Freynhagen, R., Baron, R., Gockel, U., and Tölle, T. R. (2006). painDETECT: a new screening questionnaire to identify neuropathic components in patients with back pain. Curr. Med. Res. Opin. 22, 1911–1920. doi: 10.1185/030079906x132488
Gervain, J., Mehler, J., Werker, J. F., Nelson, C. A., Csibra, G., Lloyd-Fox, S., et al. (2011). Near-infrared spectroscopy: a report from the McDonnell infant methodology consortium. Dev. Cogn. Neurosci. 1, 22–46. doi: 10.1016/j.dcn.2010.07.004
Giesbrecht, R. J., and Battié, M. C. (2005). A comparison of pressure pain detection thresholds in people with chronic low back pain and volunteers without pain. Phys. Ther. 85, 1085–1092.
Giesecke, T., Gracely, R. H., Grant, M. A. B., Nachemson, A., Petzke, F., Williams, D. A., et al. (2004). Evidence of augmented central pain processing in idiopathic chronic low back pain. Arthritis Rheum. 50, 613–623. doi: 10.1002/art.20063
Gregg, N. M., White, B. R., Zeff, B. W., Berger, A. J., and Culver, J. P. (2010). Brain specificity of diffuse optical imaging: improvements from superficial signal regression and tomography. Front. Neuroenergetics 2:14. doi: 10.3389/fnene.2010.00014
Hodges, P. W. (2001). Changes in motor planning of feedforward postural responses of the trunk muscles in low back pain. Exp. Brain Res. 141, 261–266. doi: 10.1007/s002210100873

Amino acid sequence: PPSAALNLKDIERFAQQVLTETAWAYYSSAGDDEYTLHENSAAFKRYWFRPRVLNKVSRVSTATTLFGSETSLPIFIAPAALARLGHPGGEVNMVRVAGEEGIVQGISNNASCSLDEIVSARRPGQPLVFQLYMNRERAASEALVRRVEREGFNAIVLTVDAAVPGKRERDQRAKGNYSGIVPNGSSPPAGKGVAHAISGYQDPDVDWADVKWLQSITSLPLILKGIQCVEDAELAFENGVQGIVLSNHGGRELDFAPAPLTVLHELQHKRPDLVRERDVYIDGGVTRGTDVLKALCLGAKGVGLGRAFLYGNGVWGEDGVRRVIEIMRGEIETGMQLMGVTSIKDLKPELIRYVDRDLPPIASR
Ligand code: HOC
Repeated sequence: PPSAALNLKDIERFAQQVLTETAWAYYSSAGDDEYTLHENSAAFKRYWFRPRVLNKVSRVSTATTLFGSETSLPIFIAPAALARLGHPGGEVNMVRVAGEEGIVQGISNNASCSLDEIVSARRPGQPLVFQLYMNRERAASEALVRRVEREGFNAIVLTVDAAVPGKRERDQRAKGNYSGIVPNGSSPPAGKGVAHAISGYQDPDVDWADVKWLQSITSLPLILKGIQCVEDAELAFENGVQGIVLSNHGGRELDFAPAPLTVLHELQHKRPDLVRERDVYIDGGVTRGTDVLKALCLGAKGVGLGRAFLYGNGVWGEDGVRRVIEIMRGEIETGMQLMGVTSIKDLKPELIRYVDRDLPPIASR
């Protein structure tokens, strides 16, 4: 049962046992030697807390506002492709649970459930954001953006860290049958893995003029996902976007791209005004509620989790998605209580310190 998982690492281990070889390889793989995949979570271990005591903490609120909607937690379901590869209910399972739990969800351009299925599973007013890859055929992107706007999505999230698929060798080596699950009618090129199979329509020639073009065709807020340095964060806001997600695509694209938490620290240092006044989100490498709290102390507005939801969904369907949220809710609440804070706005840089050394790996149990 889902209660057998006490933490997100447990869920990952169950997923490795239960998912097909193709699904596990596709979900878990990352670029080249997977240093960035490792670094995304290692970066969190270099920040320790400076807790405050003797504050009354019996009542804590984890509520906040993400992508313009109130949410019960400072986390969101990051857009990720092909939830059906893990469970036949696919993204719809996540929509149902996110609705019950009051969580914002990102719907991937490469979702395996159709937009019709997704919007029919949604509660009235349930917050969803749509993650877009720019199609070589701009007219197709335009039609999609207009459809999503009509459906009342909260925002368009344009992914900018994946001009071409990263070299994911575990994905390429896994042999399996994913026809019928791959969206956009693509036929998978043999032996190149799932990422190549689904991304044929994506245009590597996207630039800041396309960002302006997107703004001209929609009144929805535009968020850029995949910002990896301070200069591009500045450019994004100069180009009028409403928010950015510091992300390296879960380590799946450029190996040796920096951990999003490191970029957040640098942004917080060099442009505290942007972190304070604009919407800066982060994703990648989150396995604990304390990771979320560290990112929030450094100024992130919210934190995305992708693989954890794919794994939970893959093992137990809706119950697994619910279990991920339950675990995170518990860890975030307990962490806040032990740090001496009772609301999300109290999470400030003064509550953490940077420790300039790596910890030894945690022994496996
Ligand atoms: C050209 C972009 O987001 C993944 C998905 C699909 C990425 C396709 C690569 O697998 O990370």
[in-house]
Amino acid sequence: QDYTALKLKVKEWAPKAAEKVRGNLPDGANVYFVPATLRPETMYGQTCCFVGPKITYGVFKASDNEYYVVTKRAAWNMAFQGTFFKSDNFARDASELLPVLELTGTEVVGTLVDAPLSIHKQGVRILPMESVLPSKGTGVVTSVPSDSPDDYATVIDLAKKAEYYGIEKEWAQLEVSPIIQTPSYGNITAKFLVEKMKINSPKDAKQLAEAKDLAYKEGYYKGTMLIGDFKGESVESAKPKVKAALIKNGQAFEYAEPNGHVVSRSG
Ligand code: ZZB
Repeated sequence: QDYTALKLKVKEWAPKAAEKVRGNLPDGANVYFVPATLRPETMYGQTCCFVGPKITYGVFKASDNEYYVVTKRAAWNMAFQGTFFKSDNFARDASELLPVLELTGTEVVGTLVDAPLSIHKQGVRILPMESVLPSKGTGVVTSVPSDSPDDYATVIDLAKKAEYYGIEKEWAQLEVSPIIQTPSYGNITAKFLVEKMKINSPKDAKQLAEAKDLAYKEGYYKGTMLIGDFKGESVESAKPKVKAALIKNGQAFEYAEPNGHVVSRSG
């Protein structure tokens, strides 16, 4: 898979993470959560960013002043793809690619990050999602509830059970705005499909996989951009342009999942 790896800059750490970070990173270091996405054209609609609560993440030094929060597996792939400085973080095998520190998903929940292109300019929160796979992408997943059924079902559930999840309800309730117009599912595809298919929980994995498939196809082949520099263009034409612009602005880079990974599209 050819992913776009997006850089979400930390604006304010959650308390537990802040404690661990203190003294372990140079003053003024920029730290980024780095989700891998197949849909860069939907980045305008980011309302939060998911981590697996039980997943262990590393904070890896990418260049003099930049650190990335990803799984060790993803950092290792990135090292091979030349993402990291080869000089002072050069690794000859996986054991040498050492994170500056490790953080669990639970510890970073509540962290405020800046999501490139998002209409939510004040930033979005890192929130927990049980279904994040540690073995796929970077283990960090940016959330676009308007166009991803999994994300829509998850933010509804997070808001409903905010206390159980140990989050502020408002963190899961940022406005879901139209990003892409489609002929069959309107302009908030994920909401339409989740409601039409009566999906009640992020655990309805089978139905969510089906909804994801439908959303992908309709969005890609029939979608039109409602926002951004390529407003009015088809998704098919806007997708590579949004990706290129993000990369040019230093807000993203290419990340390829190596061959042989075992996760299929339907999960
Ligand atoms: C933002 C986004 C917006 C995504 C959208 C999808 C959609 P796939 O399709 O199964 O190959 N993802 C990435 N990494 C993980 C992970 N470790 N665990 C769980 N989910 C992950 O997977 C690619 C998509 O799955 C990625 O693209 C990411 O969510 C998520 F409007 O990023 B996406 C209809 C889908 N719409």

Holper, L., Gross, A., Scholkmann, F., Humphreys, B. K., Meier, M. L., Wolf, U., et al. (2014). Physiological effects of mechanical pain stimulation at the lower back measured by functional near-infrared spectroscopy and capnography. J. Integr. Neurosci. 13, 121–142. doi: 10.1142/s0219635214500071
Iannetti, G. D., and Mouraux, A. (2010). From the neuromatrix to the pain matrix (and back). Exp. Brain Res. 205, 1–12. doi: 10.1007/s00221-010-2340-1
Jacobs, J. V., Henry, S. M., and Nagle, K. J. (2009). People with chronic low back pain exhibit decreased variability in the timing of their anticipatory postural adjustments. Behav. Neurosci. 123, 455–458. doi: 10.1037/a0014479
Jensen, K. B., Regenbogen, C., Ohse, M. C., Frasnelli, J., Freiherr, J., and Lundström, J. N. (2016). Brain activations during pain: a neuroimaging meta-analysis of patients with pain and healthy controls. Pain 157, 1279–1286. doi: 10.1097/j.pain.0000000000000517